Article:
AssessmentsAnatomy and physiology of the male reproductive system
Anatomy and physiology of the male reproductive system
USMLE® Step 1 style questions USMLE
USMLE® Step 2 style questions USMLE
A 50-year-old man comes to the emergency department because of injuries after falling off a ladder. He describes falling about 5 feet off the ground and suffering blunt trauma to his perineum and penis, resulting in immediate pain lasting 5 minutes. Following the injury, the patient experienced burning with urination and noted large amounts of hematuria. He denies pain with ambulation and does not recall any trauma to the pelvis during the fall. Genitourinary examination reveals blood at the urethral meatus. Which of the following is the most appropriate initial step in management?
Content Reviewers:Rishi Desai, MD, MPH
The male reproductive system includes internal and external organs and structures that help with reproduction.
Now, the testes are two organs the size of small plums, that are located in a skin and muscle pouch called the scrotum.
When it’s cold outside, the scrotal skin wrinkles and the scrotum elevates to bring the testes closer to the body to warm up.
When it’s warm outside, the scrotal skin loosens up and the scrotum lowers the testes away from the body, and heat is released through sweating.
The testes themselves are covered on the outside by the tunica albuginea - a white, fibrous layer.
If we slice a testis open and look inside - sorry for the cringe moment, guys - we can see that the tunica albuginea, sends fibrous projections called septa towards the center of the testis.
These septa partition each testis into about 250 lobules, and each lobule contains at least one and up to four seminiferous tubules, which is where sperm is synthesized.
The seminiferous tubules come together and form a single straight tubule that exits the lobule, and enters a small network of tubules called the rete testis.
The rete testis are a small network of ducts that split up and come together again - like catacombs, and these are located in the center of the testes - a region called the mediastinum testis.
Once the sperm make it through the rete testes, they go through the efferent ducts to the epididymis.
Now let’s zoom in on a single seminiferous tubule - which is the “sperm factory”.
A seminiferous tubule has a thick wall of epithelial cells that surround a fluid-filled lumen - a bit like a garden hose.
The wall of the tubule is made up of three kinds of cells: at the periphery, there’s the spermatogonia - which are the primordial sperm cells that begin dividing over and over in puberty, and give rise to male gametes.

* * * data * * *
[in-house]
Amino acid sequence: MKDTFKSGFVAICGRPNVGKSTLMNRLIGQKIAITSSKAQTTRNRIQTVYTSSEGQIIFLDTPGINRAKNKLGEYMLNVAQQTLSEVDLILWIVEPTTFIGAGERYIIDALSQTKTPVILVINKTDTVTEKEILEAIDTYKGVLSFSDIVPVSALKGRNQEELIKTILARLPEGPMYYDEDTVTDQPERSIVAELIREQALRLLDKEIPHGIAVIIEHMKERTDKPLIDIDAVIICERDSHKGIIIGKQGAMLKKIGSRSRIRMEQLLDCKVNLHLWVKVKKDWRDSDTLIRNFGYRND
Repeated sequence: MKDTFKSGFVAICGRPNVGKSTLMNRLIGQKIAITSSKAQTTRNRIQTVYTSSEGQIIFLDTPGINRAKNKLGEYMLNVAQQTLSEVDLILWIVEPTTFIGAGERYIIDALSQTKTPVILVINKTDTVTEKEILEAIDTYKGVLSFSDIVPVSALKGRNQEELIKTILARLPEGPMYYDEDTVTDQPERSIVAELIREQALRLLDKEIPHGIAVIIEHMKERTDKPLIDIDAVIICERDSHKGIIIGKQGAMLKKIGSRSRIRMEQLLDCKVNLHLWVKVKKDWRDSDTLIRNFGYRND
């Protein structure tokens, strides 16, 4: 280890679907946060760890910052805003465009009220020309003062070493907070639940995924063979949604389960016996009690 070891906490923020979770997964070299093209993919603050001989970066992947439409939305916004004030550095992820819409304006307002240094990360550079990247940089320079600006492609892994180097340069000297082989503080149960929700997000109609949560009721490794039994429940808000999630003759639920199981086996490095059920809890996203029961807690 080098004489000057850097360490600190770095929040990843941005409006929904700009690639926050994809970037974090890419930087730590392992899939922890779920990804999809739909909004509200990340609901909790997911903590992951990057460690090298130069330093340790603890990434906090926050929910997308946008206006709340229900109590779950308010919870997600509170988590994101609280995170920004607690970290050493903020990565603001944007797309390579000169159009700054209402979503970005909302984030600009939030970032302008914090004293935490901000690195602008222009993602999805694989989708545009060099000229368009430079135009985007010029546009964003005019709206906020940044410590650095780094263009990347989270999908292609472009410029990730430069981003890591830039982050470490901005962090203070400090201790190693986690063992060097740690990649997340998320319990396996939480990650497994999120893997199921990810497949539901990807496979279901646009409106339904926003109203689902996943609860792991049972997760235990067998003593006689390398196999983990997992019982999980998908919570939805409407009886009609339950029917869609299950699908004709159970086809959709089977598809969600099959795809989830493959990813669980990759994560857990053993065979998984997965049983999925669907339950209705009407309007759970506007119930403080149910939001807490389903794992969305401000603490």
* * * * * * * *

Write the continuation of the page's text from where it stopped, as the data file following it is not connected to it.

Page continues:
Next, there are the spermatocytes - which migrate towards the lumen as they differentiate into sperm.
Finally, there are Sertoli cells - which are large cells that extend from the margin all the way to the lumen of the tubule.
Sertoli cells provide nutrients to developing sperm cells, and contribute to the blood-testis barrier by only allowing certain molecules, like testosterone, in the seminiferous tubule.
That GnRH travels to the nearby pituitary, which secretes two hormones of its own - luteinizing hormone, or LH, and follicle stimulating hormone, or FSH, that reach the gonads.
Before puberty, GnRH and, in turn, FSH and LH are secreted in low, constant amounts.
At puberty, secretion of these hormones intensifies and becomes pulsatile - sometimes more of the hormone is released, and sometimes less of the hormone is released.
LH binds to Leydig cells, and stimulates the production of testosterone, whereas FSH binds to Sertoli cells, making them produce androgen binding protein - or ABP, for short - which allows more testosterone to cross the blood-testis barrier and enter the seminiferous tubule.
So, it’s the increased concentrations of FSH, LH, testosterone that really gets spermatogenesis going.
Spermatogenesis starts with the spermatogonia, which are diploid cells - so they have 46 chromosomes, two of which are sex chromosomes, an X and a Y.
Following mitosis, a spermatogonium gives rise to two 46-chromosome daughter cells: one of them eventually becomes a primary spermatocyte, and the other one becomes a spermatogonium - this way the population of spermatogonia stays constant.
The primary spermatocyte slowly moves towards the lumen of the seminiferous tubule, passing between two Sertoli cells that nourish it.
The primary spermatocyte enters meiosis I, and emerges with 23 chromosomes each, one of which is either an X or a Y chromosome.
Secondary spermatocytes enter meiosis 2, which also have 23 chromosomes, but only one chromatid - so the right number of chromosomes and the proper amount of DNA.
Spermatids enter the lumen of the seminiferous tubule and undergo spermiogenesis - which is when they acquire a tail, and turn into sperm.
It takes roughly 2 months for spermatogonia to develop into sperm, and this process is regulated by various hormones.
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